3. Can I apply if I didn’t buy my present house with FHA mortgage insurance?
Yes. While your property must meet HUD minimum property standards, it doesn’t matter if you didn’t buy it with an FHA-insured mortgage. Your new HUD reverse mortgage will be a new FHA-insured mortgage loan.
4. What types of homes are eligible?
Your home must be a single family dwelling or a two-to-four unit property that you own and occupy. Townhouses, detached homes, units in condominiums and some manufactured homes are eligible. Condominiums must be FHA-approved. It is possible for condominiums to qualify under the Spot Loan program. The home must be in reasonable condition, and must meet HUD minimum property standards. In some cases, home repairs can be made after the closing of a reverse mortgage.
5. What’s the difference between a reverse mortgage and a bank home equity loan?
With a traditional second mortgage, or a home equity line of credit, you must have sufficient income versus debt ratio to qualify for the loan, and you are required to make monthly mortgage payments. The reverse mortgage is different in that it pays you, and is available regardless of your current income. The amount you can borrow depends on your age, the current interest rate, other loan fees, and the appraised value of your home or FHA’s mortgage limits for your area, whichever is less. Generally, the more valuable your home is, the older you are, the lower the interest, the more you can borrow. You don’t make payments, because the loan is not due as long as the house is your principal residence. Like all homeowners, you still are required to pay your real estate taxes and other conventional payments like utilities, but with an FHA-insured HUD Reverse Mortgage, you cannot be foreclosed or forced to vacate your house because you “missed your mortgage payment.”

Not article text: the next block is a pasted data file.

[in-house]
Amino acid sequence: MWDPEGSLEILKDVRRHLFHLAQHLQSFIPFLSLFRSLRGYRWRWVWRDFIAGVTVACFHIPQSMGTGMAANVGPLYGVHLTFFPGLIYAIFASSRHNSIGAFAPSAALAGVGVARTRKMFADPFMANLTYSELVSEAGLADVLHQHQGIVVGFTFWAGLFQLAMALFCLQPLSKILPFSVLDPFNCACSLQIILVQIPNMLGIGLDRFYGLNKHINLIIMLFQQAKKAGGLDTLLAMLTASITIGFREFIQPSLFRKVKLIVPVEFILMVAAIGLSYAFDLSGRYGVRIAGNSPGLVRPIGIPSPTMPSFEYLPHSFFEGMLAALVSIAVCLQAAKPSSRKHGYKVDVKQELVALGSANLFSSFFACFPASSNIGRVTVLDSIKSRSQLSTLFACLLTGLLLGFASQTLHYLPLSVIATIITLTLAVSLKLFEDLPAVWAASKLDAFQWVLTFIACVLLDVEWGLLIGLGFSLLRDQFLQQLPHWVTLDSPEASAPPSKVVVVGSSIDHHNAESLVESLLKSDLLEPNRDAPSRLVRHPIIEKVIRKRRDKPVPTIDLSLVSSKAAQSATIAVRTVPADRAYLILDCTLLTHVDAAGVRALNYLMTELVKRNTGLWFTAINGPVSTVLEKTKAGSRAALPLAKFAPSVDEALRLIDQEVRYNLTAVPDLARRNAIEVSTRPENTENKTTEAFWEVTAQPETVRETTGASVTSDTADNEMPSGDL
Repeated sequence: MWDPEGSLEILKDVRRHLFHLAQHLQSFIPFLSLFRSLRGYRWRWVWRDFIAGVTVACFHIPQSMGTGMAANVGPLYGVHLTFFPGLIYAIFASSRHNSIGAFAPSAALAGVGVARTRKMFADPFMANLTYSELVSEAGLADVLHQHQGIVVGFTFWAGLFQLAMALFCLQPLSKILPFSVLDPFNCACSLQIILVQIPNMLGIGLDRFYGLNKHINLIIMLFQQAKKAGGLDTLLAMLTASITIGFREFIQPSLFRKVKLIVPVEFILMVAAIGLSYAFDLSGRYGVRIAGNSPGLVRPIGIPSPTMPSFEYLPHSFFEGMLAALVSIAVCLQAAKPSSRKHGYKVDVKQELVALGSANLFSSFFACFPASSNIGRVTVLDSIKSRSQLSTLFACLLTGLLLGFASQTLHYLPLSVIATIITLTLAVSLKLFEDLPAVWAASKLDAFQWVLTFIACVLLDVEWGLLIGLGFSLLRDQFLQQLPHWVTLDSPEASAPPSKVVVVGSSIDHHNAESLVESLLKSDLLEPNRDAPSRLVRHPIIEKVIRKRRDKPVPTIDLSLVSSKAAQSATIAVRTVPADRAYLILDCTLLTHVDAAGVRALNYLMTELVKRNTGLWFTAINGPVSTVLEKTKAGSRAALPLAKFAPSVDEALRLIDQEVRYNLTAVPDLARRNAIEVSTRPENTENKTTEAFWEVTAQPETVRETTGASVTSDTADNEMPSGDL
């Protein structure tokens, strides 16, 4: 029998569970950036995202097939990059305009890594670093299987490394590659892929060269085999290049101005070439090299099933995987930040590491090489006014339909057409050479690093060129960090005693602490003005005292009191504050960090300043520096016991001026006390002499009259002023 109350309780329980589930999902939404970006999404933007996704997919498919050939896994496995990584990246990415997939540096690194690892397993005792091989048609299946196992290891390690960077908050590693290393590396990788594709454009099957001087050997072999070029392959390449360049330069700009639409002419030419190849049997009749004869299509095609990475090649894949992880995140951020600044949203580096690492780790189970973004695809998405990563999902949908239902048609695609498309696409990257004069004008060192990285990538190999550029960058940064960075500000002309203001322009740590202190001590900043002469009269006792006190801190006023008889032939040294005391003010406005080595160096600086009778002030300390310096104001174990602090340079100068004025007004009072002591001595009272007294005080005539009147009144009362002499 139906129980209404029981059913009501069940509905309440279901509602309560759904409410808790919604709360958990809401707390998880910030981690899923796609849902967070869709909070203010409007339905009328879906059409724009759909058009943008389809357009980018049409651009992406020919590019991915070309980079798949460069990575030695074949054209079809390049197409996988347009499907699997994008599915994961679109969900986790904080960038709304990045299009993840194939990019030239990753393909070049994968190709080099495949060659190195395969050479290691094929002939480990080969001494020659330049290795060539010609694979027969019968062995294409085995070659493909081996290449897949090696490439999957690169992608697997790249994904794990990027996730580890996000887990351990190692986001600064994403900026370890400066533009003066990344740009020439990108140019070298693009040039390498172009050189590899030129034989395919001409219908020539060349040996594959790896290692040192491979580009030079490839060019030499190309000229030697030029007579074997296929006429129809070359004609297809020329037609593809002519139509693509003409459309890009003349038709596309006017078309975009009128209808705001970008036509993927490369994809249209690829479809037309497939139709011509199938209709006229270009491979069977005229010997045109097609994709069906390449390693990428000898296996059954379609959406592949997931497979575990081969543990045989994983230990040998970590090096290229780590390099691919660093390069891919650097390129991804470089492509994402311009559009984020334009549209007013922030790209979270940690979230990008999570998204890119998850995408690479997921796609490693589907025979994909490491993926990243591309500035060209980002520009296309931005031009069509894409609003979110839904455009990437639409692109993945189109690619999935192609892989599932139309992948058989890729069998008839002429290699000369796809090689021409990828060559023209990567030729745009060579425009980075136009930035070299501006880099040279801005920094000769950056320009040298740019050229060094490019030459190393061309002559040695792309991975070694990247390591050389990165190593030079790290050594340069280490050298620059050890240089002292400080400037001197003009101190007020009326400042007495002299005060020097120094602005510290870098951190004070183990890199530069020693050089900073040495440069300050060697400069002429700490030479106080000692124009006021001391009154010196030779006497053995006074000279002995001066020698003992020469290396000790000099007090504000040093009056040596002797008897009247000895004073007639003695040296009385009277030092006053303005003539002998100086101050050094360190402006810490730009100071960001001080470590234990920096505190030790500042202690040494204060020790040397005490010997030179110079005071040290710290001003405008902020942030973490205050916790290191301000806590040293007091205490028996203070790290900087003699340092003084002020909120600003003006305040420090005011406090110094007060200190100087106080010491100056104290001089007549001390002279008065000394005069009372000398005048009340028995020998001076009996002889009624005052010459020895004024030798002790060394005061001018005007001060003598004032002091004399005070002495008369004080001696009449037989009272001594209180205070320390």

6. Can the lender take my home away if I outlive the loan?
No! Nor is the loan due. You do not need to repay the loan as long as you or one of the borrowers continues to live in the house and keeps the taxes and insurance current. You can never owe more than your home’s value.
7. Will I still have an estate that I can leave to my heirs?
When you sell your home or no longer use it for your primary residence, you or your estate will repay the cash you received from the reverse mortgage, plus interest and other fees, to the lender. The remaining equity in your home, if any, belongs to you or to your heirs. None of your other assets will be affected by HUD’s reverse mortgage loan. This debt will never be passed along to the estate or heirs.
8. How much money can I get from my home?
The amount you can borrow depends on your age, the current interest rate, other loan fees and the appraised value of your home or FHA’s mortgage limits for your area, whichever is less. Generally, the more valuable your home is, the older you are, the lower the interest, the more you can borrow.
9. Should I use an estate planning service to find a reverse mortgage?
I’ve been contacted by a firm that will give me the name of a lender for a “small percentage” of the loan? HUD does NOT recommend using an estate planning service, or any service that charges a fee just for referring a borrower to a lender! HUD provides this information without cost, and HUD-approved housing counseling agencies are available for free, or at minimal cost, to provide information, counseling, and free referral to a list of HUD-approved lenders. Before you agree to pay a fee for a simple referral, call 1-800-569-4287, toll-free, for the name and location of a HUD-approved housing counseling agency near you.